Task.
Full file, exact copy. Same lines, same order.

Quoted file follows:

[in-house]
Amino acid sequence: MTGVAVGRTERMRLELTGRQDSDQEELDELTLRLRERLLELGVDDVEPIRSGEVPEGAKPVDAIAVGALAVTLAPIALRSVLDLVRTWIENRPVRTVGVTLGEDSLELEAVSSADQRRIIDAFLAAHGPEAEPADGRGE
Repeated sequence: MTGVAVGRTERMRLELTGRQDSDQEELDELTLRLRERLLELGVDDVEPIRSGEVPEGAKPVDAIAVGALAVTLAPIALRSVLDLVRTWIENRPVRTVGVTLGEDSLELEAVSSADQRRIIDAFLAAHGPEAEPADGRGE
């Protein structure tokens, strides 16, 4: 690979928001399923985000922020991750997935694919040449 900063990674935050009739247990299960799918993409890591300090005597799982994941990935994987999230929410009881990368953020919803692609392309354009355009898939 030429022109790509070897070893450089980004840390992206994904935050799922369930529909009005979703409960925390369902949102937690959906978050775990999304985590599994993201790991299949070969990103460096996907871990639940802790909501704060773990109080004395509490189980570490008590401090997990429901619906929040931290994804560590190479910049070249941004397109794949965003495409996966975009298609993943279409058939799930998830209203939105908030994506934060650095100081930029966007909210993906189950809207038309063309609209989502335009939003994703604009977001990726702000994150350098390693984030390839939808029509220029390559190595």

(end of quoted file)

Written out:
[in-house]
Amino acid sequence: MTGVAVGRTERMRLELTGRQDSDQEELDELTLRLRERLLELGVDDVEPIRSGEVPEGAKPVDAIAVGALAVTLAPIALRSVLDLVRTWIENRPVRTVGVTLGEDSLELEAVSSADQRRIIDAFLAAHGPEAEPADGRGE
Repeated sequence: MTGVAVGRTERMRLELTGRQDSDQEELDELTLRLRERLLELGVDDVEPIRSGEVPEGAKPVDAIAVGALAVTLAPIALRSVLDLVRTWIENRPVRTVGVTLGEDSLELEAVSSADQRRIIDAFLAAHGPEAEPADGRGE
């Protein structure tokens, strides 16, 4: 690979928001399923985000922020991750997935694919040449 900063990674935050009739247990299960799918993409890591300090005597799982994941990935994987999230929410009881990368953020919803692609392309354009355009898939 030429022109790509070897070893450089980004840390992206994904935050799922369930529909009005979703409960925390369902949102937690959906978050775990999304985590599994993201790991299949070969990103460096996907871990639940802790909501704060773990109080004395509490189980570490008590401090997990429901619906929040931290994804560590190479910049070249941004397109794949965003495409996966975009298609993943279409058939799930998830209203939105908030994506934060650095100081930029966007909210993906189950809207038309063309609209989502335009939003994703604009977001990726702000994150350098390693984030390839939808029509220029390559190595």